To these guys, Thomas is “D Train” or “Train” for short. “He would run people over like a train in rugby,” says Melesky, VP sales ESS Energy Products, who met Thomas through theater. “Train took his roles seriously. He was adamant about learning lines. He was the first guy to be off book.”

“I’ve acted in a couple of Train’s films. He always gives me weird, creepy roles,” says a laughing Melesky, who played an abusive husband in The Real. While Thomas doesn’t shy away from exploring painful subjects in his work, Melesky describes him as jovial. “He’s singularly focused in a good way.”

Erickson, a medical social worker at Hospital of University of Pennsylvania calls Thomas “one of the funniest guys I’ve ever met.”

Erickson met Thomas at rugby practice during his first year. They shared a love of film. “Train and I would talk about really good movies. Star Wars hooked me and later we moved on to Kubrick and Hitchcock.”

Although Erickson wasn’t part of the theater crowd, he attended all the productions in which Thomas was cast.

Munisteri asked Thomas to comment on the increasing commercialization of art, referring to an Atlantic article “Death of the Artist and Birth of the Creative Entrepreneur,” which the students had read and discussed earlier in the semester.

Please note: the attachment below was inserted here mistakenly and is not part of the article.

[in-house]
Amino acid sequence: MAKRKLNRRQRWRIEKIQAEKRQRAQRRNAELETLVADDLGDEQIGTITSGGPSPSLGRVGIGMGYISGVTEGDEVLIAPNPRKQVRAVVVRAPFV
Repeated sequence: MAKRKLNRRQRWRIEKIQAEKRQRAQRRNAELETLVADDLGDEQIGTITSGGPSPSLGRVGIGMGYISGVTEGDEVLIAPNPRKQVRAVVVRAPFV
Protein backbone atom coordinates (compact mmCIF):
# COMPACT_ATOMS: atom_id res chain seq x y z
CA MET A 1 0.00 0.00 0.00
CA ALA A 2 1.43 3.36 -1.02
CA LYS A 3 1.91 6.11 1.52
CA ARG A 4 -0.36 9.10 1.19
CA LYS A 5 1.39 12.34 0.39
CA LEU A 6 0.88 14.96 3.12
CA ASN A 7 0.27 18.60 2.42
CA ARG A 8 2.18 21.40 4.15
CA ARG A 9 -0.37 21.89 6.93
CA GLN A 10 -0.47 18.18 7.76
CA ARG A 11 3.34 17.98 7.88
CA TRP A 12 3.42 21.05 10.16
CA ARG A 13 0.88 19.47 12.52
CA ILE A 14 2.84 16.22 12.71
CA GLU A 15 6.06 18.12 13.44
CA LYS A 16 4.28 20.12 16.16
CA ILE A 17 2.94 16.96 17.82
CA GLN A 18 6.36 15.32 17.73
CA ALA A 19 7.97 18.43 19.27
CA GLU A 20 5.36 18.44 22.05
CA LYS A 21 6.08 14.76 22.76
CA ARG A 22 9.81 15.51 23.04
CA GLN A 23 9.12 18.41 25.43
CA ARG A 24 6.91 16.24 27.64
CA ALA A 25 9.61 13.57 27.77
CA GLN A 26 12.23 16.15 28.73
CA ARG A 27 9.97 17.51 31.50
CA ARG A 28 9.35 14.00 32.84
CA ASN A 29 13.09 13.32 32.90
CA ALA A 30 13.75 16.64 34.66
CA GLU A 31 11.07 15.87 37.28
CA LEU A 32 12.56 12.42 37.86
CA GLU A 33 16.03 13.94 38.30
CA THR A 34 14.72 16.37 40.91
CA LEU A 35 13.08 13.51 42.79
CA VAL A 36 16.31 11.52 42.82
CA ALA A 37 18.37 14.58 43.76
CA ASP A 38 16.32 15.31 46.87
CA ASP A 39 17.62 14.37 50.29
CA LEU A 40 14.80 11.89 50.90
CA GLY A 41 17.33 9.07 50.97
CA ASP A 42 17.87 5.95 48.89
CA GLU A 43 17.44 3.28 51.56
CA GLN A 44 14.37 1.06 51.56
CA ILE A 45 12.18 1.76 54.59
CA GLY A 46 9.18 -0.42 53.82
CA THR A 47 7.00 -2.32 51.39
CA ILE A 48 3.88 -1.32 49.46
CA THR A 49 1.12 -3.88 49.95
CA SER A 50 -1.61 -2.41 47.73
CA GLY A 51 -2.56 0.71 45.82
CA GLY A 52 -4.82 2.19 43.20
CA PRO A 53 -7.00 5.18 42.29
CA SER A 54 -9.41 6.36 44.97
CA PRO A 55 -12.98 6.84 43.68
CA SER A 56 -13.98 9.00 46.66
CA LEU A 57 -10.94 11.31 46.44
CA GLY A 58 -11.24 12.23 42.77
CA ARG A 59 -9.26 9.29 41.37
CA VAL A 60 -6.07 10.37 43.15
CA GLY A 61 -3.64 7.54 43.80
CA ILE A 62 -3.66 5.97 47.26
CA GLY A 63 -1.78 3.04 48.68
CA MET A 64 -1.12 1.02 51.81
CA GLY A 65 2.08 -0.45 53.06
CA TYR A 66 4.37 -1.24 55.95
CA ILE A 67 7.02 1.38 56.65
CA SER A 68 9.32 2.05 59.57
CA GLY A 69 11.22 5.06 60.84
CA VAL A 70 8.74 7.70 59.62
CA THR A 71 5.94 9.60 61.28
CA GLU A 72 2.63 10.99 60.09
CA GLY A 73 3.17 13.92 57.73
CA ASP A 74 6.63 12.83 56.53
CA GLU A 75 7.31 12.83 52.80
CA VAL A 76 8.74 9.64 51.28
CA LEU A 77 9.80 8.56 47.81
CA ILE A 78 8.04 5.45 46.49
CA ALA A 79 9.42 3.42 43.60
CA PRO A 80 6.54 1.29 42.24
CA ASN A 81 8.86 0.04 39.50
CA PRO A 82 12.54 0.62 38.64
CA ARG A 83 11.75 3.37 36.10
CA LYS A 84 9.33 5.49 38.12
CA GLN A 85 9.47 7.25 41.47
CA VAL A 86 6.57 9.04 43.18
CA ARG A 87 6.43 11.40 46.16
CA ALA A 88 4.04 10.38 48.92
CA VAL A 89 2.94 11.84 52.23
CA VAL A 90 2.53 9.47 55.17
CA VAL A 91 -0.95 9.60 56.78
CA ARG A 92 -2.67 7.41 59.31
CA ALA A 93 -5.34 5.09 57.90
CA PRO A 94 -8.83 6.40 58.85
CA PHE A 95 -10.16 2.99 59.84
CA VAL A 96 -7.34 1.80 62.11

“Van Gogh. Da Vinci. These artists were about expression. Honesty is missing now,” Thomas said. “You see this in popular music. Bruno Mars sounds like Michael Jackson or maybe Janet Jackson. Even Justin Timberlake sounds like Michael Jackson.”

Hannah Weaver ’17, theater major, who acts in community theater in New Jersey, asked Thomas for advice on handling the pressure of auditioning against actors with BFAs.

“I’ve auditioned with Juilliard students and I got the part. Don’t be intimidated. Training is tricky. Too much thinking can be a bad thing. Sometimes people have natural ability,” Thomas said. “Be comfortable in your own skin. Stay with the trueness of who you are.” 

Nontraditional student Scott Kovacs, film and media studies, who used to work in a BMW parts warehouse, asked Thomas how he secures funding.

“Stanley Kubrick funded his own projects. Do it yourself,” said Thomas. If this means laboring in a diesel parts factory, as Thomas has, that’s part of the deal.  After graduation, Thomas said he worked in mutual funds investments earning $65,000 a year. Despite the outward trappings of success, he was unhappy. “Some people don’t vibe to that. We’re not what our jobs are.”

He says his career would not be possible without his “incredible support systems,” first among them his mother, Monica Williams, relatives, and Lafayette classmates.

For the students, candid commentary from a fearless creator was inspiring.

Professor Suzanne Westfall (L-R) Thomas, Meryl Hahne '18, and Nyree Spearman ’17 discuss creative careers during an impromptu get-together on the Williams Arts Campus.

Professor Suzanne Westfall (L-R), Thomas, Meryl Hahne ’18, biology, and Nyree Spearman ’17, film and media studies, discuss creative careers during an impromptu get-together on the Williams Arts Campus.

“When an artist comes to campus I recognize the importance of talking to him or her, both for the benefit of having any career-related questions answered, and to make potential professional connections,” said Weaver.

Kovacs added, “A common thread among the speakers is that they have all done their best to stay true to themselves throughout their journey. As a student, it makes you feel like your goals and dreams are attainable.”